Tuesday, December 9, 2008

Laying Down My Isaac

Peace . . . quiet . . . soft gentle music . . . twinkling tree with a brilliant star . . .
Restored. Rejuvenated. Rested.

I laid down my Isaac. Like Abraham's obedient offering of his son as a sacrifice to God, I placed something precious upon the altar and stepped back in tears. Whereas God instructed Abraham to take down His son and substitute a ram, God did not give my precious object a reprieve, but burned it up and supplied grace in its place. I received the blessed touch of His healing ways.

* * * * *

An unnecessary burden weighed heavy on my heart for years, but as long as I kept moving along with the decorations and the menus and the holiday gaiety I thought it would melt away like excess body fat (yeah, we all know how well that theory works with extra pounds and sorrows of the heart and so on).

As I embarked on the annual tree trimming foray, I tackled the lights and the garland, as I always do. When finished, I got ready for my favorite part – placing The Star. But wait! Has anyone seen the Tree Top Star? No, nope, uh-uh . . . nowhere to be found. I looked again and came up empty. I set out on a mission to find that star. That elusive Christmas Star sent me on a hunt through closets, rafters, attics, and more. It HAS to be here!!! I looked. I fumed. I rearranged. I reorganized. I ranted. Still no star.

In the meantime my family decorated the tree and generally ignored me. I popped in to add an ornament here and there, but left again to look somewhere new or look harder in the same places. They cared not whether the star or the angel rested atop the tree. It really didn’t matter to them what material object we supplied on top. The sentiments evoked by the tree spoke volumes of good cheer, celebrations of His birth, and our drawing near to the light regardless of which bauble held the top spot. I knew all that, BUT . . . it all must fit together according to plan. Don’t they see that?

As I toured the house next door a final time I finally broke down in anguish and cried out to the Lord. “Okay, Lord. I’ll forget about the star and use the angel! I’m just too tired to look again and I’m missing the fun back home.” Thus, I laid The Star at His feet and more. You see, I knew (and so did He) that it wasn’t the missing Star that prompted my undoing, but my missing parents. Roughly two years ago my mother suffered another breakdown and delusions and all the rest. She fled the home next door that we had provided for her comfort and she fled all bonds with our family. She chose another path and left us. My father swooped in to take up residence in the vacant house, but since I have barely spent more than a day or two on average with my father each year since he left during my childhood . . . well, I don’t need to give details for you to see the futility of that arrangement. And so, he too chose to retreat into his own world again.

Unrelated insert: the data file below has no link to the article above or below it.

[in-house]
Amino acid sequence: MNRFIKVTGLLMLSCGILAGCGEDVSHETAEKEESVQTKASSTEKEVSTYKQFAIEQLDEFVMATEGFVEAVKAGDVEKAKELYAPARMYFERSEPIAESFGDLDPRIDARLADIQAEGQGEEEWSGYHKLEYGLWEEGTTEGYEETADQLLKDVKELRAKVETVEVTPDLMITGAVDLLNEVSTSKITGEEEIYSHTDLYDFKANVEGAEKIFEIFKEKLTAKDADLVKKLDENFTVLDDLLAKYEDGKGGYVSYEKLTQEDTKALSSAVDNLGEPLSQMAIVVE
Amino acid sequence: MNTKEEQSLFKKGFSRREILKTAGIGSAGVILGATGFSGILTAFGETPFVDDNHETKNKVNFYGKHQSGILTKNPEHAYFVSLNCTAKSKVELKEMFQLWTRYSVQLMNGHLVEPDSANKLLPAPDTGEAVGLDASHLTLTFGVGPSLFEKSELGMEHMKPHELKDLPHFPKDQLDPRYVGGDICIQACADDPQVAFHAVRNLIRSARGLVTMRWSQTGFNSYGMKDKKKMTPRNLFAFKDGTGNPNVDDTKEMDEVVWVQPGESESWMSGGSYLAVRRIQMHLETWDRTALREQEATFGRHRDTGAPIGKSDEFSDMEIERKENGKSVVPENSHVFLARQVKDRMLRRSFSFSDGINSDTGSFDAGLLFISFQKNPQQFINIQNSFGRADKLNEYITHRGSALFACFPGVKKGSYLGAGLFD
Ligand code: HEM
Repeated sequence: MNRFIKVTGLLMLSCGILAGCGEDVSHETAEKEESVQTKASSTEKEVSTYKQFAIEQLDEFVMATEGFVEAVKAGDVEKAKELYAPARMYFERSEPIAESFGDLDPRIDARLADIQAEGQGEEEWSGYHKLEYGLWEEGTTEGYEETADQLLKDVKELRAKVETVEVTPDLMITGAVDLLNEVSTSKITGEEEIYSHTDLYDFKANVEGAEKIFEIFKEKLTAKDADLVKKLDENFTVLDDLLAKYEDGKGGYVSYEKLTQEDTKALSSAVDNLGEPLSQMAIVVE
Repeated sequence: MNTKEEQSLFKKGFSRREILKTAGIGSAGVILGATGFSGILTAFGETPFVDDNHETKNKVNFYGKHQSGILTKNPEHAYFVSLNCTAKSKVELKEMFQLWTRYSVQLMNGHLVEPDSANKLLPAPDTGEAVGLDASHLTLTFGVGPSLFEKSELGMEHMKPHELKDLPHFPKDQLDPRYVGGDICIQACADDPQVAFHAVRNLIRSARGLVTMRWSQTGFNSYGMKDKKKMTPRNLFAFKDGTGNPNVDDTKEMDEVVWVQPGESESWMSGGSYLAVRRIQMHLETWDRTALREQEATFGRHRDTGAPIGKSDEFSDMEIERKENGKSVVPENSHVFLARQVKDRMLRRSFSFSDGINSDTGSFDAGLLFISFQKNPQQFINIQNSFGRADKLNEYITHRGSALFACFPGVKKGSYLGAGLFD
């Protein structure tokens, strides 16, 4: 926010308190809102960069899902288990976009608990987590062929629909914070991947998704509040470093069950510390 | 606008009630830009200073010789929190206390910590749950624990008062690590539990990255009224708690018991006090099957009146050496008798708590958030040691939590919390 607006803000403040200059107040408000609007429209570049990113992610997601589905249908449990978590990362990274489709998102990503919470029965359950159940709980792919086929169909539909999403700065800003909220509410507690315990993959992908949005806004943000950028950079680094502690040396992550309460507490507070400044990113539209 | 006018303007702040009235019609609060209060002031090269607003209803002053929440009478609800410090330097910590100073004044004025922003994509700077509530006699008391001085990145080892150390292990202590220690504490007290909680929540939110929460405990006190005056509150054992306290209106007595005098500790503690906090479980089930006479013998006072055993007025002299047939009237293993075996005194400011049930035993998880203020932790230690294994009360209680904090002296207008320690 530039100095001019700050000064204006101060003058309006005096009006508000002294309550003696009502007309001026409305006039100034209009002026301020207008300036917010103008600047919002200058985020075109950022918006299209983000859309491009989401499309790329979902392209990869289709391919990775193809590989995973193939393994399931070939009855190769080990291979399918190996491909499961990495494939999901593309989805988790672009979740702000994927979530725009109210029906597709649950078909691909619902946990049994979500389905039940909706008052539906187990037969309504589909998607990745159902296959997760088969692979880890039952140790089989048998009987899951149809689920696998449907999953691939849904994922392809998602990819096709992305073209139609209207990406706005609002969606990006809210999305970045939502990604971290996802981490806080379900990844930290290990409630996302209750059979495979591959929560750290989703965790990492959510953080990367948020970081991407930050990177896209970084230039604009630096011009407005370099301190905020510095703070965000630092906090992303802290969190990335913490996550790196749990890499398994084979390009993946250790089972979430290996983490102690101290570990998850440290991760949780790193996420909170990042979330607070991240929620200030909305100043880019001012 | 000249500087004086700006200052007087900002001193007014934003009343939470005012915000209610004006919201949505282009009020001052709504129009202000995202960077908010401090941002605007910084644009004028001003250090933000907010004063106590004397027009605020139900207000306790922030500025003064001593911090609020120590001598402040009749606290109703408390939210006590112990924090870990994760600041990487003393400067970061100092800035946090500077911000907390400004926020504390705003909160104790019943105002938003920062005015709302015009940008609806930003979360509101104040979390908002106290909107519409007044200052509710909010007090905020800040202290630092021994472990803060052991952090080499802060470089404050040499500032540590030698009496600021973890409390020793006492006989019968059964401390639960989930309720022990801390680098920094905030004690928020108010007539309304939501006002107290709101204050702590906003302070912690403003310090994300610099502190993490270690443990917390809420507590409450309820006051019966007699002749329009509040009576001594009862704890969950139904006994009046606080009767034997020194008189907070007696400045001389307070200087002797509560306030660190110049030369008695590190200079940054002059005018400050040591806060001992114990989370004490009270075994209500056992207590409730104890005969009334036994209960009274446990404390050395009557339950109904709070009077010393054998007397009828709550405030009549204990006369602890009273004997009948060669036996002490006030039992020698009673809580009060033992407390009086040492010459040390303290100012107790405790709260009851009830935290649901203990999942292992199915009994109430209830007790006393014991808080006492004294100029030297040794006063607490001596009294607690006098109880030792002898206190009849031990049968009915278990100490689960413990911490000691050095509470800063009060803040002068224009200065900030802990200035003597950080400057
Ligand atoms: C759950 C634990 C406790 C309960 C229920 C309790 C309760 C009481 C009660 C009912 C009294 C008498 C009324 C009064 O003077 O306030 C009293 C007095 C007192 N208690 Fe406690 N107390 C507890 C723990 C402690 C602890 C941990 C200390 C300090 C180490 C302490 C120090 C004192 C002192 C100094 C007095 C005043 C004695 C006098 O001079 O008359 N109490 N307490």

Now, though he hadn’t previously been a part of my life beyond the barest of lip service, when my father left he extinguished a dream I had been carrying around since girlhood. I had always longed for the happy reunion that I know so well from sappy, delightful Christmas stories. You know the ones where the long lost, crusty old grandpa comes back and melts into a puddle of love and the whole family happily splashes around in joy as the credits come up. I had been carrying that hope around MY WHOLE LIFE. In a matter of months I had lost my mother and my father, or rather the hope of them becoming motherly and fatherly. Devastated but determined, I put one foot in front of the other and carried on.

Despite evidence to the contrary, I continued to work out plans and puzzle through the mess. I stoked up the flame of hope; I KNEW I could fix it. Just like searching for the star . . . I knew it was there, but where?? I refused to admit that my determination couldn’t extend my reach to successfully gather back those who had left. When my frustration mounted beyond control I shouted out to God in that chilly garage, “I just don’t understand! Where is that star! And while I’m at it, why am I rattling around in this big old house that I bought for my mother – who left me – and then tried to enjoy a reunion with my father under the same roof – who also chose to leave me . . . AGAIN!!” I wept without an answer. I just stood there crying over all the “stuff” I didn’t have. I didn’t praise God for all of my blessings; I merely bombarded Him with my disappointments.

No light broke through to bathe me in peace. No angelic choir sang to punctuate an epiphanic moment. I simply snuffled away the remains of my sorrow, wiped my cheeks with the back of my hand and decided to carry on, as I always do. In that final tearful denouement I reached out to pick up an empty box lying in the middle of the floor. I’d been walking over and around it as I searched and I decided to heave it back onto the recycle pile, where it had obviously fallen from. When I took hold of the box to toss it away I heard a faint, “Tinkle, tinkle.” I stopped instantly. “No!” I blurted in the silent and chilly garage. I pulled back the cardboard flaps and espied the glass golden star and several other glass ornaments rolling freely in the box. Anything broken? No. It had been sitting in the middle of the garage floor all that time in a cock-eyed box that didn’t “look” like a box capable of holding Christmas decorations. Gary had seen it and passed it by; I picked it up and found it so light that surely it held nothing and walked on by without looking inside.